The experience economy, a term coined in a 1998 article by B Joseph Pine II and James H Gilmore, is defined as “an economy in which many goods or services are sold by emphasising the effect they can have on people’s lives.”
The writers emphasised that experiences are their own category, just like goods and services.
Erin Living says they have seen the shift in consumer expectations, as the needs, wants, and desires of apartment dwellers have changed.
Residents are seeking more and more experiences to be part of their purchases, with modern apartment buildings boasting amenities such as barbecue facilities and yoga rooms.
“However, the existence of these amenities doesn't often create the desired experience,” a spokesperson said.
“Often, we find there isn't a way to book the barbecue and the yoga instructor is stranded at the door. Residents are seeking amenities that offer experiences to their living, not nuisances.
“It’s how residents connect and interact with their built environment and the experience these amenities provide. When choosing apartment living residents are saying they want a seamless, connected, convenient way of living.
“That’s a key factor behind why they chose apartment living to begin with.”
Every experience a resident has with their home, building and community can impact the future likelihood of renewing their leases, buying from the same property developer, recommending that developer to a friend and the consideration of apartment living to be the right fit for them.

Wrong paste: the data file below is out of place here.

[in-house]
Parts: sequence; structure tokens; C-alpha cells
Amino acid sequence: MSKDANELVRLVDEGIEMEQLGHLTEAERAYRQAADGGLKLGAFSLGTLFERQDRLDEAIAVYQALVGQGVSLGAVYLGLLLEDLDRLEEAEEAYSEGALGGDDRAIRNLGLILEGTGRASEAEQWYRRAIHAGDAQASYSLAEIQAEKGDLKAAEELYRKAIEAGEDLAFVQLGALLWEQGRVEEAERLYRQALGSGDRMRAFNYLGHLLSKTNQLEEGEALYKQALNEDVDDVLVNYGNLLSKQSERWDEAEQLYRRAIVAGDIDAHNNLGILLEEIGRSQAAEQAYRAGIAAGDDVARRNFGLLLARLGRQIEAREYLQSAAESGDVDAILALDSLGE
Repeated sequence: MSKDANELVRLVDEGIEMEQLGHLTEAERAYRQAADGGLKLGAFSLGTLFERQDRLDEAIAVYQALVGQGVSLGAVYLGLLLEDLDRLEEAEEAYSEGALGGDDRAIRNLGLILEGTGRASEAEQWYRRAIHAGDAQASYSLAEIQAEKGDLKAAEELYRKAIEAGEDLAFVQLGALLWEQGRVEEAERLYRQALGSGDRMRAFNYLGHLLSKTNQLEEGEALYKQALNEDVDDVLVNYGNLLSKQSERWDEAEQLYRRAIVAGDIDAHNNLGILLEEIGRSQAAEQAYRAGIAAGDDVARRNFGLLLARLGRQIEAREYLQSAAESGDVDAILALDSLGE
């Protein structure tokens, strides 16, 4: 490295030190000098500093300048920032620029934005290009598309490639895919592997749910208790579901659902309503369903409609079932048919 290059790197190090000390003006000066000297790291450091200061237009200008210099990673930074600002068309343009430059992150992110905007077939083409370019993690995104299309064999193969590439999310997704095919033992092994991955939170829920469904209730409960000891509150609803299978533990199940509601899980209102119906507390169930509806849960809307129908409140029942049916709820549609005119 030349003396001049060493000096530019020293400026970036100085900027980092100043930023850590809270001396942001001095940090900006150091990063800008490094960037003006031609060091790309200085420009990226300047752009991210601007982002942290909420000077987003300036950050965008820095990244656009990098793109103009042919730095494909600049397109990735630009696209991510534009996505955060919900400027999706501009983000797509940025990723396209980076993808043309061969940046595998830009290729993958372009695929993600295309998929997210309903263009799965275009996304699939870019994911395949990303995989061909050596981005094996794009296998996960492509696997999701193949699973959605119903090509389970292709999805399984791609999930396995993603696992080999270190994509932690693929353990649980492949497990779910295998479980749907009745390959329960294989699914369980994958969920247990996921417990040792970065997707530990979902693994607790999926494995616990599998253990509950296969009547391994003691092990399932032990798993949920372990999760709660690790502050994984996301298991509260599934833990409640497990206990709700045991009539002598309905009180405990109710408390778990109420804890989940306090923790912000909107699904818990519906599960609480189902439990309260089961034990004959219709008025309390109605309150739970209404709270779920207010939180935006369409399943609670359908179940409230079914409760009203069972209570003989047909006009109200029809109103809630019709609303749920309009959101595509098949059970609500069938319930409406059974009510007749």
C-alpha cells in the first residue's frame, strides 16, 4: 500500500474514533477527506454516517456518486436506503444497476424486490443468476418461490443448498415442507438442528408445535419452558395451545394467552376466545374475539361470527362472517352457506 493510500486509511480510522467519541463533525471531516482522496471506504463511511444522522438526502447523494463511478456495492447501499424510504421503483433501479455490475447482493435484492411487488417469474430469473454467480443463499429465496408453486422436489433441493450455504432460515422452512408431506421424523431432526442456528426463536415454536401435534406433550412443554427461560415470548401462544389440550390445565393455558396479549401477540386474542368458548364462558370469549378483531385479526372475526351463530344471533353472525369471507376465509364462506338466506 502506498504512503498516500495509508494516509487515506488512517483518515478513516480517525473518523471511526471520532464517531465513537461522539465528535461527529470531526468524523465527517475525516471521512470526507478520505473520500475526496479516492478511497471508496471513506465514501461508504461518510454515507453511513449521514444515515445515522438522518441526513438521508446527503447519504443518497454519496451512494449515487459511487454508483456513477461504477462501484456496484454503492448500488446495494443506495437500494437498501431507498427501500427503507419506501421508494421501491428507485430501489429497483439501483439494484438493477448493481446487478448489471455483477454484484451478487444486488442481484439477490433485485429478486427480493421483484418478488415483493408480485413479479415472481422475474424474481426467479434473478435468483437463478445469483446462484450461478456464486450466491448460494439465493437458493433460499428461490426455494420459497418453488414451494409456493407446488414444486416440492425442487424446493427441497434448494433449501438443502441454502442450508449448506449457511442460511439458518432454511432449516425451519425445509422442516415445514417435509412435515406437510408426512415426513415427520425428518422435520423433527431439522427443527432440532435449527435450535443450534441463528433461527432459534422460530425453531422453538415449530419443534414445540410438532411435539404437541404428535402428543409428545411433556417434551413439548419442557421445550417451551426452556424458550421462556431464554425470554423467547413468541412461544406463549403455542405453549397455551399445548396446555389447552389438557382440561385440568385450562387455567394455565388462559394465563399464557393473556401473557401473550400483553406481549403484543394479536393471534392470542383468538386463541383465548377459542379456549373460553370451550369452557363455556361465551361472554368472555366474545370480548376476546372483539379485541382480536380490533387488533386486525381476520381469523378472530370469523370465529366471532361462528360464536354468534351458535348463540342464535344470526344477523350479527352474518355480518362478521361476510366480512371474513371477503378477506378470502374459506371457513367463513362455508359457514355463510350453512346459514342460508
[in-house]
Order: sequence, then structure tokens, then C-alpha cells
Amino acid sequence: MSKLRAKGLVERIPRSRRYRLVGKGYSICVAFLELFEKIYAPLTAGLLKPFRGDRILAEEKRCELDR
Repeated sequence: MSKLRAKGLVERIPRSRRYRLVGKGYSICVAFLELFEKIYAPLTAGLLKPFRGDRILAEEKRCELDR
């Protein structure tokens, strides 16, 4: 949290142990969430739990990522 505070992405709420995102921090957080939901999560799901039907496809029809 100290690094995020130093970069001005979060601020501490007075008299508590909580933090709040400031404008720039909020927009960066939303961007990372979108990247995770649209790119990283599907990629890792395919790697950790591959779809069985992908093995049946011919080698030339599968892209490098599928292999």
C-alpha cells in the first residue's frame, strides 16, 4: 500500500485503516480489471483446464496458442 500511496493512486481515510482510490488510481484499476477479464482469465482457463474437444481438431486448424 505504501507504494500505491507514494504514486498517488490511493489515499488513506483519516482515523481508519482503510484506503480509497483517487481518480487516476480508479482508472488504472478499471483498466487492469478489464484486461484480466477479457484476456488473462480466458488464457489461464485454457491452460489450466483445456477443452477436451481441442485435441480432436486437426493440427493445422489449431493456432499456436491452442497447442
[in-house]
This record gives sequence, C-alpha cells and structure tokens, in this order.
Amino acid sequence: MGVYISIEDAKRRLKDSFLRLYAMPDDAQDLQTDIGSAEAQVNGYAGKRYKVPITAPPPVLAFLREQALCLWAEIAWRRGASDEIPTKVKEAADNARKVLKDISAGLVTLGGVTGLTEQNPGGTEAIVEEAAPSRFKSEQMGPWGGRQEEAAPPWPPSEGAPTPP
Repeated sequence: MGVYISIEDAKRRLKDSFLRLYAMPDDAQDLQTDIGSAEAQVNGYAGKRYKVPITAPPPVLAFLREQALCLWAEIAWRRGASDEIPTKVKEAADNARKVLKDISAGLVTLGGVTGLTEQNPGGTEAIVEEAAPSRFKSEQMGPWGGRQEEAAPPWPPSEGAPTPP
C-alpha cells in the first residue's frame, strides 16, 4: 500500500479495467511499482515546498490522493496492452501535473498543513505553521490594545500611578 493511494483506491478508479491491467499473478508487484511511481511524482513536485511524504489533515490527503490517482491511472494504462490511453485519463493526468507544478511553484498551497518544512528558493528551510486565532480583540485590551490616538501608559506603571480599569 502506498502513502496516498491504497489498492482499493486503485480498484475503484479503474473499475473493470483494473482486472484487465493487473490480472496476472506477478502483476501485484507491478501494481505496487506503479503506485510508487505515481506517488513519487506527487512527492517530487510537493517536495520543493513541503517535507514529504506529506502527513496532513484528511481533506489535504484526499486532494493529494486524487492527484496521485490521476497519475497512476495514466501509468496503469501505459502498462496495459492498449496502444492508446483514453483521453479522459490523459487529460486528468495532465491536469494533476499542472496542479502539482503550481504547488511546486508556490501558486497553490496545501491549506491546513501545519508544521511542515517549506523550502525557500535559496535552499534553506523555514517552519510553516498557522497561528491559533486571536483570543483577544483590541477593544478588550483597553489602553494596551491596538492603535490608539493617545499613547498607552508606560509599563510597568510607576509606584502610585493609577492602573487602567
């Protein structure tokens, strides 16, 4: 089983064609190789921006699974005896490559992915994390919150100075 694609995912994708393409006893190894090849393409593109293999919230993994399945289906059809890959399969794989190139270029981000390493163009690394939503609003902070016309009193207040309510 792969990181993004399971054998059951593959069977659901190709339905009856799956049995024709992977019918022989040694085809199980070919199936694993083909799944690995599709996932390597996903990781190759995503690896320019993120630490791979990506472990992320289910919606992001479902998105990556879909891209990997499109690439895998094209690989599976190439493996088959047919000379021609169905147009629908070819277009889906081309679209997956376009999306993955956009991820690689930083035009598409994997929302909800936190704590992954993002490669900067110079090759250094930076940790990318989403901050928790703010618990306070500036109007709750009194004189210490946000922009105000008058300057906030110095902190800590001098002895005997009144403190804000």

In this age of reviews and brand awareness, property developers and creators need to be thinking about the customer more than ever. This means putting the experience of living in one of their buildings at the forefront of their decisions.
“We have entered a new economy. The experience economy,” the spokesperson said.
“This is also true for what is seemingly a small and insignificant task (but isn’t); the way residents access their building and apartment.
“We all know and love the way we can pay for goods and services by tapping our smartphones. Why couldn’t we have the same experience when it comes to opening doors? Well ... we can.”
Erin enables residents to use their smartphone to access their building and home (instead of style FOBs which can have security flaws).
It also allows residents to share digital keys with friends and family, service providers (available to be booked on Erin) as well as trades people and property managers.
This saves the hassle of physical key handovers, giving back time to all stakeholders of a building, as well as having a complete real-time audit trail of who has a key to their home and when they’ve used it, making for a more safe and secure environment.
And it can be a completely touchless experience.
“The Erin Living resident experience platform brings together everything needed for an apartment,” the spokesperson said.
“Our product allows residents to book those amazing amenities, lodge that pesky defect that has been bothering you, speak to the building manager, find that document that was handed to you on a USB all those years ago and know who to contact on the weekend when that car lift breaks down.
“If Covid taught us anything, it's to be more adaptive to this kind of technology, especially when common areas of a building are used by many people, multiple times a day.”
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